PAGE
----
Security camera and smart device maker Wyze Labs has confirmed a data breach that left exposed a database containing information on reportedly 2.4 million of its users.
Wyze Co-founder Dongsheng Song confirmed the data breach on December 27 and said the exposed database contained a large amount of personal, product and some medical information.
Song detailed the chain of events noting the company received notice of the open database on December 26 when the cybersecurity firm Twelve Security posted news of the lead.
“In this case, both the company's production databases were left entirely open to the internet. A significant amount of sensitive information generated by 2.4 million users, all coincidentally outside of China, was the result,” Twelve Security wrote.
Wyze has not confirmed the number of its customers affected.
The database itself, which had just been created, was initially set up correctly, but an employee made an error on December 4 leaving the information exposed, Song said.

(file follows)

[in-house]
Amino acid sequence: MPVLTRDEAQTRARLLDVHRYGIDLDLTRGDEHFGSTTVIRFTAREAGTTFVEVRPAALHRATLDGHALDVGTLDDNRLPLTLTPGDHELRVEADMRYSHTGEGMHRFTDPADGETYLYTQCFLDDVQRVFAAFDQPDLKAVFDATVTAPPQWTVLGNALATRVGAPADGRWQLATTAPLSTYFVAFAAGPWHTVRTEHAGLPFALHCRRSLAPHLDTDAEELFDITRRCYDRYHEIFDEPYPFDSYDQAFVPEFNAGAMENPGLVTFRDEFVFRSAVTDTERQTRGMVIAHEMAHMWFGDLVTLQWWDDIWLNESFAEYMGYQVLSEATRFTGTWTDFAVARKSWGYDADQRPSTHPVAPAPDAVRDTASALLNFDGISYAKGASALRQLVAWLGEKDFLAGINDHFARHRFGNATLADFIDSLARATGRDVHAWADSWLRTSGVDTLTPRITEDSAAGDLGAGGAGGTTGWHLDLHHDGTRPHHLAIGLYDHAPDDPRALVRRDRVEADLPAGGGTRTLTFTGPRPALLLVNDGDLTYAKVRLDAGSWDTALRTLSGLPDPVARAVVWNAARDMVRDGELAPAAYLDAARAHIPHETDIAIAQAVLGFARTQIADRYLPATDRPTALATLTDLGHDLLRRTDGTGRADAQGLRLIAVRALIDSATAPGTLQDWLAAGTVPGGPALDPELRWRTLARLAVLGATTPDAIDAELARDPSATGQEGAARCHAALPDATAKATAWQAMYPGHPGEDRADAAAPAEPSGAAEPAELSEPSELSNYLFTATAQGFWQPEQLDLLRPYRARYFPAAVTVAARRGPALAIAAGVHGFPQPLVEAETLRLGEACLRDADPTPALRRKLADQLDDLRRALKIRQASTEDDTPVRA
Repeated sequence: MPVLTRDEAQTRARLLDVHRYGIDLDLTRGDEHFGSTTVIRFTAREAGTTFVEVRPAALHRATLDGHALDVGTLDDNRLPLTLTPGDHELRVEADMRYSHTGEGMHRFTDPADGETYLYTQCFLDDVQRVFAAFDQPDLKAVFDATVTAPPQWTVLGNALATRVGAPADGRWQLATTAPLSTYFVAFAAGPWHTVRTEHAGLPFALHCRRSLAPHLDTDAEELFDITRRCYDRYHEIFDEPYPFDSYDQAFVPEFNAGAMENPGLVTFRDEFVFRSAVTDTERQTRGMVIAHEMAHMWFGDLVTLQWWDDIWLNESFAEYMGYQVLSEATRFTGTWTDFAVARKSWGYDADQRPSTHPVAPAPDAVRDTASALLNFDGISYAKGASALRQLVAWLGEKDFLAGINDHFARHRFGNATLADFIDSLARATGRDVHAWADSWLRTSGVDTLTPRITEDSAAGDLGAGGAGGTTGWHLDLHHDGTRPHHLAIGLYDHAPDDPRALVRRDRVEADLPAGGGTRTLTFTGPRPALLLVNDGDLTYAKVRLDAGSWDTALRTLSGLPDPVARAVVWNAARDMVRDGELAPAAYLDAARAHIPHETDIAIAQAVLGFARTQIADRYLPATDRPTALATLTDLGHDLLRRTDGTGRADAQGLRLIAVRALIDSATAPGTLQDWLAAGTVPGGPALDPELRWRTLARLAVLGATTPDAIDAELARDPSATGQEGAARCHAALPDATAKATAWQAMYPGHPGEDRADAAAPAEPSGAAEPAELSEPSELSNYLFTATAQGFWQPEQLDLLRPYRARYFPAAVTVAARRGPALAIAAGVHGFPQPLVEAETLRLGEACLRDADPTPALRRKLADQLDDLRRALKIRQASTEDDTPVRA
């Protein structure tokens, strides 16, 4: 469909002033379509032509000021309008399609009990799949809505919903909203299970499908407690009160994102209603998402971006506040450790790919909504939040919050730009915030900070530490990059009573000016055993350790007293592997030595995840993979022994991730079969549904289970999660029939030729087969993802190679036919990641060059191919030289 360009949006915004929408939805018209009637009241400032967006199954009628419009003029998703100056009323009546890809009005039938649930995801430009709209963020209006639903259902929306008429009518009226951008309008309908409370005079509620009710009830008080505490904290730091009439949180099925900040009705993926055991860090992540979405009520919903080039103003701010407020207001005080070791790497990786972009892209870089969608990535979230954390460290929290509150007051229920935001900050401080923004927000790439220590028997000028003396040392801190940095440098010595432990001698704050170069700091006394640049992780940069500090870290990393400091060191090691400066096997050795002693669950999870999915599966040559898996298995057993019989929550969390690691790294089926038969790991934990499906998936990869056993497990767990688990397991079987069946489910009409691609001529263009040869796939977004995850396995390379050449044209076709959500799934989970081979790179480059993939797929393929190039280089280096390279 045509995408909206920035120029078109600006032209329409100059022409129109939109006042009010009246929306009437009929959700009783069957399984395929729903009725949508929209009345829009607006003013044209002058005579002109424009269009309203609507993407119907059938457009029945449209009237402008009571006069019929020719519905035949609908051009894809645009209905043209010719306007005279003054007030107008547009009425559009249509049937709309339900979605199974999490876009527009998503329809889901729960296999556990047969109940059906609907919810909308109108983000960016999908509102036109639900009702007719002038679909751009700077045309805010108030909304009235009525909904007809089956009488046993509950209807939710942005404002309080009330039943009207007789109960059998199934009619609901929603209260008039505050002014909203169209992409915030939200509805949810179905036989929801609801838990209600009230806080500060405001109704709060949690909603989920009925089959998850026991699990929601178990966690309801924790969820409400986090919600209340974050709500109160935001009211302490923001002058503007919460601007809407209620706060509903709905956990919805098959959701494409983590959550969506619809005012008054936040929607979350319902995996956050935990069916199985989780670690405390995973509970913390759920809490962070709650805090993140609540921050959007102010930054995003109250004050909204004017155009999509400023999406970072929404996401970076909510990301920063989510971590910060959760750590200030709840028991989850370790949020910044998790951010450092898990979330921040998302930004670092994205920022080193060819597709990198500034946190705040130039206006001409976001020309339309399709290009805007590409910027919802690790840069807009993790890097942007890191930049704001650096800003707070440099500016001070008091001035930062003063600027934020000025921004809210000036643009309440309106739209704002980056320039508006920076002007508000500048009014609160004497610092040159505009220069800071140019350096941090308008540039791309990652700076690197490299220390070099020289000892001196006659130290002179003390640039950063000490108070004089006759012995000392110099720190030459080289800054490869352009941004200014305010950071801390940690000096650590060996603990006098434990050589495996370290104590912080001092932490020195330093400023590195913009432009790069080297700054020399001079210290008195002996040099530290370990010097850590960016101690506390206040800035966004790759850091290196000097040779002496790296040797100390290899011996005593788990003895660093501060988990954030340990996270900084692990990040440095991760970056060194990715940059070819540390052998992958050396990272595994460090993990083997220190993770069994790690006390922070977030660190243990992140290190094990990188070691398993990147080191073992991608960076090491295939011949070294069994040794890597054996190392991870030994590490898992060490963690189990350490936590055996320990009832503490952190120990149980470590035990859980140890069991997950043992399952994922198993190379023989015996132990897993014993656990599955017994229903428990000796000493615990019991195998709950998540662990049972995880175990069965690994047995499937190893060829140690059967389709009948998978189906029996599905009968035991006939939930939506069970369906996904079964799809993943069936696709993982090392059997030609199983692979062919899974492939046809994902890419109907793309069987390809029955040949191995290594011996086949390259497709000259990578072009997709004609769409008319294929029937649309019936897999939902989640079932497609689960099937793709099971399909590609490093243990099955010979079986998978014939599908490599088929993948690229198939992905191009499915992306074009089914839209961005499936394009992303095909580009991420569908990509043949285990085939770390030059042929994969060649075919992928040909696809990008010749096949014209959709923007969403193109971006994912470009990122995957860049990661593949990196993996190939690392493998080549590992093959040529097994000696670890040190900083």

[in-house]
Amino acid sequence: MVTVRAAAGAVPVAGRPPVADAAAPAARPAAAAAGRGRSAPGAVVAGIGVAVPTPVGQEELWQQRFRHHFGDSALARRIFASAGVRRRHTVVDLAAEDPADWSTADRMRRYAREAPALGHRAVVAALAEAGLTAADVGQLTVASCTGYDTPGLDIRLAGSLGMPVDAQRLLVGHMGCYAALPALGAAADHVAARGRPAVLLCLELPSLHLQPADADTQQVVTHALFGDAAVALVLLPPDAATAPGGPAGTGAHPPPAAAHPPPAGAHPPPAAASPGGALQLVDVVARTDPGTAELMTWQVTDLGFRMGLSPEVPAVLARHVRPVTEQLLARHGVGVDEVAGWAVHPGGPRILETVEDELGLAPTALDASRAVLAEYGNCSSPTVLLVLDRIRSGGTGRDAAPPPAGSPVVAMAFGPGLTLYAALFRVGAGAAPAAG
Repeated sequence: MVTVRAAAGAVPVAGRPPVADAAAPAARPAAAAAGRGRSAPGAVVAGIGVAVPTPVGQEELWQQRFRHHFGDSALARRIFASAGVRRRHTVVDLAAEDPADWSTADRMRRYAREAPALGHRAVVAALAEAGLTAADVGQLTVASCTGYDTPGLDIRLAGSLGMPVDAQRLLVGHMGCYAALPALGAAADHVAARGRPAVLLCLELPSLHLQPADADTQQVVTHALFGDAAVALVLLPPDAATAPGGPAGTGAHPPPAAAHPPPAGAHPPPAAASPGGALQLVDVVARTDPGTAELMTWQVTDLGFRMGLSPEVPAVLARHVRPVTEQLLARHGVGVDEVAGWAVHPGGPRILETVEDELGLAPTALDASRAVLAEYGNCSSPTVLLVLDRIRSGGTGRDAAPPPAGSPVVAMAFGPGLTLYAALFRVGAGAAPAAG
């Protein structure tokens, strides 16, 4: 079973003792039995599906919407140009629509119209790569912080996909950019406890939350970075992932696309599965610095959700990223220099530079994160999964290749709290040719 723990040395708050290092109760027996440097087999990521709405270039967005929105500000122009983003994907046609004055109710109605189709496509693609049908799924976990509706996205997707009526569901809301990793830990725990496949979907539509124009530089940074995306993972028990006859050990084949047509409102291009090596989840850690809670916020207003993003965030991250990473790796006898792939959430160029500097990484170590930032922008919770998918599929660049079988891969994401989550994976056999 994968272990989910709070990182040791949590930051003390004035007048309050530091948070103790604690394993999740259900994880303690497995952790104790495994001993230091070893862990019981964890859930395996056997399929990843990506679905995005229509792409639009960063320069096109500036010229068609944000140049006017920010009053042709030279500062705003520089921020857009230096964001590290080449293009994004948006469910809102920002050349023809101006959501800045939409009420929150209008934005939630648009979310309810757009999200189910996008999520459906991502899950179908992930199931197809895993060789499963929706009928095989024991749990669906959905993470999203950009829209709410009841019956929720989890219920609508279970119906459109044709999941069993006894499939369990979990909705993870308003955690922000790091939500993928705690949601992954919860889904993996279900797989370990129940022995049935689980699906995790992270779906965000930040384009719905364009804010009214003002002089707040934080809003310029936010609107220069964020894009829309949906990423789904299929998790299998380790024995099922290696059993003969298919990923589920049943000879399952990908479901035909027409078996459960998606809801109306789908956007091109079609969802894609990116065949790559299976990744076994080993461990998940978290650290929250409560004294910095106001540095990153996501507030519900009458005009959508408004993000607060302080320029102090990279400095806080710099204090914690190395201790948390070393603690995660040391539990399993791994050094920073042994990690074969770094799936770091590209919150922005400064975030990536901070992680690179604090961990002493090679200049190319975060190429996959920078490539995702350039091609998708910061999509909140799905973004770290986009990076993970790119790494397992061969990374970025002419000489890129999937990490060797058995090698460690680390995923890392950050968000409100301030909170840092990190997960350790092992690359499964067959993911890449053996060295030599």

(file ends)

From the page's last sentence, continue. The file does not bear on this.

“We copied some data from our main production servers and put it into a more flexible database that is easier to query. This new data table was protected when it was originally created. However, a mistake was made by a Wyze employee on December 4th when they were using this database and the previous security protocols for this data were removed. We are still looking into this event to figure out why and how this happened,” Song said in a post on the company’s website.
As an added precaution Wyze has refreshed its iOS and Android API tokens even though there is no evidence they were compromised.
The company is in the process of information those affected but did not say when the notifications would be sent.
Song apologized for the breach but defended his company’s overall approach to securing its products.
“We’ve often heard people say, “You pay for what you get,” assuming Wyze products are less secure because they are less expensive. This is not true. We’ve always taken security very seriously, and we’re devastated that we let our users down like this,” he said.